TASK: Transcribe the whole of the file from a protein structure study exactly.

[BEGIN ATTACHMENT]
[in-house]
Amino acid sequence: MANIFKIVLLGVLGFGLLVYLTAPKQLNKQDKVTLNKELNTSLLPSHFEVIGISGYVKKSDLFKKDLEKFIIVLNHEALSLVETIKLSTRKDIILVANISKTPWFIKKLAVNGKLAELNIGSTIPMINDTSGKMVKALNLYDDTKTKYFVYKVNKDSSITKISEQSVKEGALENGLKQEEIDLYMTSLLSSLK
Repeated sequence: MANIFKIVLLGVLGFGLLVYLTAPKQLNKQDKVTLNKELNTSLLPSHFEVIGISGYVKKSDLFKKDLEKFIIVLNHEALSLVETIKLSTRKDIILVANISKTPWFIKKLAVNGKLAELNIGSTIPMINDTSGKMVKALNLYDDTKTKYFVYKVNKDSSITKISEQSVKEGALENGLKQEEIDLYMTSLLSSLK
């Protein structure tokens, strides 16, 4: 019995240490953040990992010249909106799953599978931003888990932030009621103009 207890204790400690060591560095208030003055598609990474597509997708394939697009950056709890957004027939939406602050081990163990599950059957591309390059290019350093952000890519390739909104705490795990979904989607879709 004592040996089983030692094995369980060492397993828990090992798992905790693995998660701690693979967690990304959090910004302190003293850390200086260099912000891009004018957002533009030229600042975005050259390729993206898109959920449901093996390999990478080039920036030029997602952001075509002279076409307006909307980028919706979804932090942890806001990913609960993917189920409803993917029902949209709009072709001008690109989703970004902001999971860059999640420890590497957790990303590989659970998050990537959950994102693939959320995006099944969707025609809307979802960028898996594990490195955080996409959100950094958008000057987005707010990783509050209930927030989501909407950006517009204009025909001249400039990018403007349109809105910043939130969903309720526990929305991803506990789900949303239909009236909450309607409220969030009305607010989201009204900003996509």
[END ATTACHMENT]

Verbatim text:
[in-house]
Amino acid sequence: MANIFKIVLLGVLGFGLLVYLTAPKQLNKQDKVTLNKELNTSLLPSHFEVIGISGYVKKSDLFKKDLEKFIIVLNHEALSLVETIKLSTRKDIILVANISKTPWFIKKLAVNGKLAELNIGSTIPMINDTSGKMVKALNLYDDTKTKYFVYKVNKDSSITKISEQSVKEGALENGLKQEEIDLYMTSLLSSLK
Repeated sequence: MANIFKIVLLGVLGFGLLVYLTAPKQLNKQDKVTLNKELNTSLLPSHFEVIGISGYVKKSDLFKKDLEKFIIVLNHEALSLVETIKLSTRKDIILVANISKTPWFIKKLAVNGKLAELNIGSTIPMINDTSGKMVKALNLYDDTKTKYFVYKVNKDSSITKISEQSVKEGALENGLKQEEIDLYMTSLLSSLK
């Protein structure tokens, strides 16, 4: 019995240490953040990992010249909106799953599978931003888990932030009621103009 207890204790400690060591560095208030003055598609990474597509997708394939697009950056709890957004027939939406602050081990163990599950059957591309390059290019350093952000890519390739909104705490795990979904989607879709 004592040996089983030692094995369980060492397993828990090992798992905790693995998660701690693979967690990304959090910004302190003293850390200086260099912000891009004018957002533009030229600042975005050259390729993206898109959920449901093996390999990478080039920036030029997602952001075509002279076409307006909307980028919706979804932090942890806001990913609960993917189920409803993917029902949209709009072709001008690109989703970004902001999971860059999640420890590497957790990303590989659970998050990537959950994102693939959320995006099944969707025609809307979802960028898996594990490195955080996409959100950094958008000057987005707010990783509050209930927030989501909407950006517009204009025909001249400039990018403007349109809105910043939130969903309720526990929305991803506990789900949303239909009236909450309607409220969030009305607010989201009204900003996509």